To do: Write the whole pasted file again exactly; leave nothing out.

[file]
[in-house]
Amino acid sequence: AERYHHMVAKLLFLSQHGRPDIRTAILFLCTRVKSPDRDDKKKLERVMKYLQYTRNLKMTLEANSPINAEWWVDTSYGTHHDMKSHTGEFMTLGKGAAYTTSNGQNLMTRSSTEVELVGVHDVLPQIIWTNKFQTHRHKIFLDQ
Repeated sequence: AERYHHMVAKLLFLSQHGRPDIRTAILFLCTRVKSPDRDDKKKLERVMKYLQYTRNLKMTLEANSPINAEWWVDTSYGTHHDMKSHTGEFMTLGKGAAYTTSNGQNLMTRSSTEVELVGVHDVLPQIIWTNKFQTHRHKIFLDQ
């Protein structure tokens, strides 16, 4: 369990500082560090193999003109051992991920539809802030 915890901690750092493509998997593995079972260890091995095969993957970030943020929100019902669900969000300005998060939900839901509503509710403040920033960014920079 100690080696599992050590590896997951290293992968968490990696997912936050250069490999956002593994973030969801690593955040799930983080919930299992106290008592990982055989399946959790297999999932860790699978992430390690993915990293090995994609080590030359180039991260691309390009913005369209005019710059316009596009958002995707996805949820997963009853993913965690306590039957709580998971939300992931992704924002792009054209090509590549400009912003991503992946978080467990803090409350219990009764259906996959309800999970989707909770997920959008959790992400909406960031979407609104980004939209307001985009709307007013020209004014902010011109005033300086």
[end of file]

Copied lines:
[in-house]
Amino acid sequence: AERYHHMVAKLLFLSQHGRPDIRTAILFLCTRVKSPDRDDKKKLERVMKYLQYTRNLKMTLEANSPINAEWWVDTSYGTHHDMKSHTGEFMTLGKGAAYTTSNGQNLMTRSSTEVELVGVHDVLPQIIWTNKFQTHRHKIFLDQ
Repeated sequence: AERYHHMVAKLLFLSQHGRPDIRTAILFLCTRVKSPDRDDKKKLERVMKYLQYTRNLKMTLEANSPINAEWWVDTSYGTHHDMKSHTGEFMTLGKGAAYTTSNGQNLMTRSSTEVELVGVHDVLPQIIWTNKFQTHRHKIFLDQ
């Protein structure tokens, strides 16, 4: 369990500082560090193999003109051992991920539809802030 915890901690750092493509998997593995079972260890091995095969993957970030943020929100019902669900969000300005998060939900839901509503509710403040920033960014920079 100690080696599992050590590896997951290293992968968490990696997912936050250069490999956002593994973030969801690593955040799930983080919930299992106290008592990982055989399946959790297999999932860790699978992430390690993915990293090995994609080590030359180039991260691309390009913005369209005019710059316009596009958002995707996805949820997963009853993913965690306590039957709580998971939300992931992704924002792009054209090509590549400009912003991503992946978080467990803090409350219990009764259906996959309800999970989707909770997920959008959790992400909406960031979407609104980004939209307001985009709307007013020209004014902010011109005033300086």